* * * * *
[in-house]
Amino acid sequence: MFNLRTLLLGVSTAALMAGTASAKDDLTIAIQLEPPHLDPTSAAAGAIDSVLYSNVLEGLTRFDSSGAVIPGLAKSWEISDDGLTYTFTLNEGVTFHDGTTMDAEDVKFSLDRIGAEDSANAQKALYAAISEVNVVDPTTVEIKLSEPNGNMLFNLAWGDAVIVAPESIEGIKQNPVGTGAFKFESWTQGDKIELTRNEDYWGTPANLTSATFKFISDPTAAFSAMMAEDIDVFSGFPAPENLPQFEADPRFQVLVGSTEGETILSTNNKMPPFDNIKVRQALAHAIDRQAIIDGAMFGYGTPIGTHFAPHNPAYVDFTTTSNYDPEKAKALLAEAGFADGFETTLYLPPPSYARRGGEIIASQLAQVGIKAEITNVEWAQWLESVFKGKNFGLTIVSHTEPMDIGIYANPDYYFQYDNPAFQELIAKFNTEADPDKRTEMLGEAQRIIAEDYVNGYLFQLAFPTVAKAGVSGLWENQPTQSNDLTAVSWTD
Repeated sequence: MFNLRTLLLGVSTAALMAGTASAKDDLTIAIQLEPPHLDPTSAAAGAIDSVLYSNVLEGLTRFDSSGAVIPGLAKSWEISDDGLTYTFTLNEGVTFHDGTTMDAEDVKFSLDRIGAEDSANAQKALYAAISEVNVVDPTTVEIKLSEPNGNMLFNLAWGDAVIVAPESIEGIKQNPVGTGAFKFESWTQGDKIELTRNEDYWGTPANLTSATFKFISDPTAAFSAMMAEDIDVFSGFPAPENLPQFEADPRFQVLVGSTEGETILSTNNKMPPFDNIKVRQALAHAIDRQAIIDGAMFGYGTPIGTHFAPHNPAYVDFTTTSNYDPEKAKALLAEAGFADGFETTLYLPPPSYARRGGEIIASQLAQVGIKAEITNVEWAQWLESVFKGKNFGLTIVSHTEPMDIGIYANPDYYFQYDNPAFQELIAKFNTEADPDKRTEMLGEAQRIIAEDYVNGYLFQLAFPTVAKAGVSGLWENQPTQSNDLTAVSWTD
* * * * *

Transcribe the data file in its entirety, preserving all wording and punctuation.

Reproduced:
[in-house]
Amino acid sequence: MFNLRTLLLGVSTAALMAGTASAKDDLTIAIQLEPPHLDPTSAAAGAIDSVLYSNVLEGLTRFDSSGAVIPGLAKSWEISDDGLTYTFTLNEGVTFHDGTTMDAEDVKFSLDRIGAEDSANAQKALYAAISEVNVVDPTTVEIKLSEPNGNMLFNLAWGDAVIVAPESIEGIKQNPVGTGAFKFESWTQGDKIELTRNEDYWGTPANLTSATFKFISDPTAAFSAMMAEDIDVFSGFPAPENLPQFEADPRFQVLVGSTEGETILSTNNKMPPFDNIKVRQALAHAIDRQAIIDGAMFGYGTPIGTHFAPHNPAYVDFTTTSNYDPEKAKALLAEAGFADGFETTLYLPPPSYARRGGEIIASQLAQVGIKAEITNVEWAQWLESVFKGKNFGLTIVSHTEPMDIGIYANPDYYFQYDNPAFQELIAKFNTEADPDKRTEMLGEAQRIIAEDYVNGYLFQLAFPTVAKAGVSGLWENQPTQSNDLTAVSWTD
Repeated sequence: MFNLRTLLLGVSTAALMAGTASAKDDLTIAIQLEPPHLDPTSAAAGAIDSVLYSNVLEGLTRFDSSGAVIPGLAKSWEISDDGLTYTFTLNEGVTFHDGTTMDAEDVKFSLDRIGAEDSANAQKALYAAISEVNVVDPTTVEIKLSEPNGNMLFNLAWGDAVIVAPESIEGIKQNPVGTGAFKFESWTQGDKIELTRNEDYWGTPANLTSATFKFISDPTAAFSAMMAEDIDVFSGFPAPENLPQFEADPRFQVLVGSTEGETILSTNNKMPPFDNIKVRQALAHAIDRQAIIDGAMFGYGTPIGTHFAPHNPAYVDFTTTSNYDPEKAKALLAEAGFADGFETTLYLPPPSYARRGGEIIASQLAQVGIKAEITNVEWAQWLESVFKGKNFGLTIVSHTEPMDIGIYANPDYYFQYDNPAFQELIAKFNTEADPDKRTEMLGEAQRIIAEDYVNGYLFQLAFPTVAKAGVSGLWENQPTQSNDLTAVSWTD